Defense Date


Document Type


Degree Name

Master of Science


Clinical Psychology

First Advisor

Bryce McLeod


Alliance and client involvement are thought to be important therapy process factors in child psychotherapy; however, few studies have investigated them over the course of treatment. The present study examined change in alliance, client involvement, and the relationship between the two over time in an effectiveness study comparing cognitive behavioral therapy (CBT) and usual clinical care (UC) for child anxiety disorders. The sample included 40 clinically-referred children (57.50%, female, mean age = 10.81, SD = 2.11, 35.00% Caucasian, 32.50% Latino/Hispanic, 5.00% African-American, 7.50% mixed ethnicity, 20.00% not reported) and 39 therapists employed by community clinics. Two doctoral-level students comprised the coding teams for each measure and independently rated alliance and client involvement in all available recorded sessions. Unconditional multilevel growth models indicated alliance and client involvement did not significantly change over time. Findings suggest that when measured by observational coders, initial levels of alliance and client involvement remain relatively stable throughout different treatments for child anxiety in community settings. Existing therapy process models may require further specification based on treatment setting and method of measurement. In practice, these findings suggest strategies to bolster initial alliance and client involvement could help improve the impact and delivery of child anxiety treatment in community settings.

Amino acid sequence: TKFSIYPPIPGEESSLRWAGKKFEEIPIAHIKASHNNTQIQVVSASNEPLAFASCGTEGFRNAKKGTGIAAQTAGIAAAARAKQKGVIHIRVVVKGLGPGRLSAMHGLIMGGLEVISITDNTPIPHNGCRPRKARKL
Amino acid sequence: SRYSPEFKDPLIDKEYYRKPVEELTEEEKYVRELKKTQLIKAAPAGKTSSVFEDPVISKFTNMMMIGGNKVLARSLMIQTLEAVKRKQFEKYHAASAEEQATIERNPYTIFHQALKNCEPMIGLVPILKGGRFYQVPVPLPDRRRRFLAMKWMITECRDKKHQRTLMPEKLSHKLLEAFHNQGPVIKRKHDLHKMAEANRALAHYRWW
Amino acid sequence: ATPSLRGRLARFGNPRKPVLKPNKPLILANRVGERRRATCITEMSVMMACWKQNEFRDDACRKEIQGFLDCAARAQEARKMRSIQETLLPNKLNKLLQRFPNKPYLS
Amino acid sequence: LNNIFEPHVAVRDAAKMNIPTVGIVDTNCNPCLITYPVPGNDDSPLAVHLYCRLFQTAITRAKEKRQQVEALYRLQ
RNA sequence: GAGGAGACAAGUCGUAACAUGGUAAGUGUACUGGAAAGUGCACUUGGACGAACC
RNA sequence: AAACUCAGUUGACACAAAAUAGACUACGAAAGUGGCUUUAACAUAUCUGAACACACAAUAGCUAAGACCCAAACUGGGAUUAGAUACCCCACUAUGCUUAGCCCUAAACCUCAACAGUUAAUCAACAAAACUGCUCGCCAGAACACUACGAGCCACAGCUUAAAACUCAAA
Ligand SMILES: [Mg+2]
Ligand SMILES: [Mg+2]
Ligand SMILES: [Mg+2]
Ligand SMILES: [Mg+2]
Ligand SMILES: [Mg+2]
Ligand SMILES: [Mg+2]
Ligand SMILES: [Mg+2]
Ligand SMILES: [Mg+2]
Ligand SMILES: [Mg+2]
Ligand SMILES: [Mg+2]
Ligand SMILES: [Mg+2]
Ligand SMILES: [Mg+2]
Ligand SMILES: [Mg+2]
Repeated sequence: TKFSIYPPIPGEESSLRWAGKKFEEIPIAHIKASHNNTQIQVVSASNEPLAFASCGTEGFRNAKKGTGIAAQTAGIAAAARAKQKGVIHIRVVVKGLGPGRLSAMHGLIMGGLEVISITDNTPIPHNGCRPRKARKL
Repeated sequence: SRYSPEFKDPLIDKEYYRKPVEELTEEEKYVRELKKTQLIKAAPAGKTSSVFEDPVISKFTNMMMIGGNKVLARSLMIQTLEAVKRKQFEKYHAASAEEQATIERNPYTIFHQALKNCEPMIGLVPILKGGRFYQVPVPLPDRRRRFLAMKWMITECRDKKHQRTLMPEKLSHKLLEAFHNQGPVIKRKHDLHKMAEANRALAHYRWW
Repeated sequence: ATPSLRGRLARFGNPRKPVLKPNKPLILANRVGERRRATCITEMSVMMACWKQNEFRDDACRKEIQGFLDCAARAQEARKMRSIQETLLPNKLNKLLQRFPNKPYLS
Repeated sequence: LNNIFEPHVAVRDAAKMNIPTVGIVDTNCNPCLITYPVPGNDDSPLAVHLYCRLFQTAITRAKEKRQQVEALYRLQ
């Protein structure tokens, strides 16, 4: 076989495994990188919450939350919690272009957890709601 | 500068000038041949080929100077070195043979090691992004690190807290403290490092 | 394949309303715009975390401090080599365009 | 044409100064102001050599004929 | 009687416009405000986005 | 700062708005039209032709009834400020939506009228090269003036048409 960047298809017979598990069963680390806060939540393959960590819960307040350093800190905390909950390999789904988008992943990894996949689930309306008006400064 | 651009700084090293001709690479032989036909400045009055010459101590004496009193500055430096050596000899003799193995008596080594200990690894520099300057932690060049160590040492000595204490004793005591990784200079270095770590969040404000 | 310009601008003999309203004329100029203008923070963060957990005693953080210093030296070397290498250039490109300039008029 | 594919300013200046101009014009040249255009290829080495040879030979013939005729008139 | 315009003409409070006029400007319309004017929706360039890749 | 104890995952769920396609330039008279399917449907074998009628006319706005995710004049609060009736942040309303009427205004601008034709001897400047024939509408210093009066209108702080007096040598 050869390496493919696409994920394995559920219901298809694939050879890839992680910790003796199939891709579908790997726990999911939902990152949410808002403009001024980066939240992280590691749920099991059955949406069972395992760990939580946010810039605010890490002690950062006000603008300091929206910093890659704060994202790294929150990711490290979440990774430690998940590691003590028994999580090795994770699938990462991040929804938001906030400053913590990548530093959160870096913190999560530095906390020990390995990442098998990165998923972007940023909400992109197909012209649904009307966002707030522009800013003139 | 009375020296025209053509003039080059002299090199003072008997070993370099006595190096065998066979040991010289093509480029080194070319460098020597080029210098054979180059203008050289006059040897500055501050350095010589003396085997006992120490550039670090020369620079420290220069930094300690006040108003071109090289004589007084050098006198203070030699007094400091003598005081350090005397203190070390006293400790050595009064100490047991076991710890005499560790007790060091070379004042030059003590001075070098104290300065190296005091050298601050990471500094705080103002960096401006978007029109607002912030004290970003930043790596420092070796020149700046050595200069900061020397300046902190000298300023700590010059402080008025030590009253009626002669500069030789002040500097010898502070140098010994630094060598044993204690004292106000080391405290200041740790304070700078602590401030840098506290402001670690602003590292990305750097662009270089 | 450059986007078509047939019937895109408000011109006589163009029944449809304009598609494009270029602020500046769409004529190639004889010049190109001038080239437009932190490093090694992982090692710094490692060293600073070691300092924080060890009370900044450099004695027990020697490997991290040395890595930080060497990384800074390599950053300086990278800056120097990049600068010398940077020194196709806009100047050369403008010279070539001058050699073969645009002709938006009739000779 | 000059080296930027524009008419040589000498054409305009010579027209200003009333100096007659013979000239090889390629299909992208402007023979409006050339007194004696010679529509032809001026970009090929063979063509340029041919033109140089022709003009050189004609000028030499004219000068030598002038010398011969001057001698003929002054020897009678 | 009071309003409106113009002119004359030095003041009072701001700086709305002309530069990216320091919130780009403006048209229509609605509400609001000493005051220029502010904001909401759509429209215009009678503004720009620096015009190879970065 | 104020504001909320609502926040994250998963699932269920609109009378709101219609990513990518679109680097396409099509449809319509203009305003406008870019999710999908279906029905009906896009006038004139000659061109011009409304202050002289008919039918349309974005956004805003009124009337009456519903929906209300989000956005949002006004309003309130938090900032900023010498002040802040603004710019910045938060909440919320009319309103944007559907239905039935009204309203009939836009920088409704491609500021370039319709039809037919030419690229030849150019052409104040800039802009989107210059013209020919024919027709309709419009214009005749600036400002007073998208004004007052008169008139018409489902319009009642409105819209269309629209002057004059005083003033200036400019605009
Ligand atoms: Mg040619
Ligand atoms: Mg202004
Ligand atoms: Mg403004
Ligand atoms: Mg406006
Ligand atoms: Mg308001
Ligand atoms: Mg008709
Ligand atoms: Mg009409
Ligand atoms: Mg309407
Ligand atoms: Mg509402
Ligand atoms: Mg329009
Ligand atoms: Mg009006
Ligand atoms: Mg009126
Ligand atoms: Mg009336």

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Is Part Of

VCU Theses and Dissertations

Date of Submission

December 2013